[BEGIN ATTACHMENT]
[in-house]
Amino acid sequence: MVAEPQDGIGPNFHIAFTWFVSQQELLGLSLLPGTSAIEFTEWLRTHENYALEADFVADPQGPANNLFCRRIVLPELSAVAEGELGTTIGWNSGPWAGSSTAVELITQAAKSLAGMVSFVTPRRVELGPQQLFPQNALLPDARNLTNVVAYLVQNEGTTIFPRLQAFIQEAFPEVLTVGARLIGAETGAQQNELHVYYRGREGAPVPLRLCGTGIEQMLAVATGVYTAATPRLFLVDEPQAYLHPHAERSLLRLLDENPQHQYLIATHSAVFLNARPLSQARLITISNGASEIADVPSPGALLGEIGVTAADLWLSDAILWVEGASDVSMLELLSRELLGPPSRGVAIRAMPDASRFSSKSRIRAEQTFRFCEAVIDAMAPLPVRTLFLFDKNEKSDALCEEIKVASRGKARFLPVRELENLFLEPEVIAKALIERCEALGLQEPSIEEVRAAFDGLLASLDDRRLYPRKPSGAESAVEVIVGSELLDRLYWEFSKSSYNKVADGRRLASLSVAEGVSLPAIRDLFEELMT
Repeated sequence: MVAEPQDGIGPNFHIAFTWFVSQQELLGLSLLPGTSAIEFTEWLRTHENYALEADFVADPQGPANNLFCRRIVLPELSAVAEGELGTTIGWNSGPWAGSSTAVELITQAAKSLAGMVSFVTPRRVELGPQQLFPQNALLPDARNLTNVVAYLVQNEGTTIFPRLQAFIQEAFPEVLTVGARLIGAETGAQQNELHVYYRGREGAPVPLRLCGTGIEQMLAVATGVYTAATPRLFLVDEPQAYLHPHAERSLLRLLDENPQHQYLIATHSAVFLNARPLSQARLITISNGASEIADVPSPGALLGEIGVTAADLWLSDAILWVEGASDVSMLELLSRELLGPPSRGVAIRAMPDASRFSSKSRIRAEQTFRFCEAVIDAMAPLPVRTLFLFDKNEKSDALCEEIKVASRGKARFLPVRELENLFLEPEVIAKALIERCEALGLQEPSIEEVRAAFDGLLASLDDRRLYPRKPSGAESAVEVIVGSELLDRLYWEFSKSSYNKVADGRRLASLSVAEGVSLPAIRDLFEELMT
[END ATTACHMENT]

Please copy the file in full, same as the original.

[in-house]
Amino acid sequence: MVAEPQDGIGPNFHIAFTWFVSQQELLGLSLLPGTSAIEFTEWLRTHENYALEADFVADPQGPANNLFCRRIVLPELSAVAEGELGTTIGWNSGPWAGSSTAVELITQAAKSLAGMVSFVTPRRVELGPQQLFPQNALLPDARNLTNVVAYLVQNEGTTIFPRLQAFIQEAFPEVLTVGARLIGAETGAQQNELHVYYRGREGAPVPLRLCGTGIEQMLAVATGVYTAATPRLFLVDEPQAYLHPHAERSLLRLLDENPQHQYLIATHSAVFLNARPLSQARLITISNGASEIADVPSPGALLGEIGVTAADLWLSDAILWVEGASDVSMLELLSRELLGPPSRGVAIRAMPDASRFSSKSRIRAEQTFRFCEAVIDAMAPLPVRTLFLFDKNEKSDALCEEIKVASRGKARFLPVRELENLFLEPEVIAKALIERCEALGLQEPSIEEVRAAFDGLLASLDDRRLYPRKPSGAESAVEVIVGSELLDRLYWEFSKSSYNKVADGRRLASLSVAEGVSLPAIRDLFEELMT
Repeated sequence: MVAEPQDGIGPNFHIAFTWFVSQQELLGLSLLPGTSAIEFTEWLRTHENYALEADFVADPQGPANNLFCRRIVLPELSAVAEGELGTTIGWNSGPWAGSSTAVELITQAAKSLAGMVSFVTPRRVELGPQQLFPQNALLPDARNLTNVVAYLVQNEGTTIFPRLQAFIQEAFPEVLTVGARLIGAETGAQQNELHVYYRGREGAPVPLRLCGTGIEQMLAVATGVYTAATPRLFLVDEPQAYLHPHAERSLLRLLDENPQHQYLIATHSAVFLNARPLSQARLITISNGASEIADVPSPGALLGEIGVTAADLWLSDAILWVEGASDVSMLELLSRELLGPPSRGVAIRAMPDASRFSSKSRIRAEQTFRFCEAVIDAMAPLPVRTLFLFDKNEKSDALCEEIKVASRGKARFLPVRELENLFLEPEVIAKALIERCEALGLQEPSIEEVRAAFDGLLASLDDRRLYPRKPSGAESAVEVIVGSELLDRLYWEFSKSSYNKVADGRRLASLSVAEGVSLPAIRDLFEELMT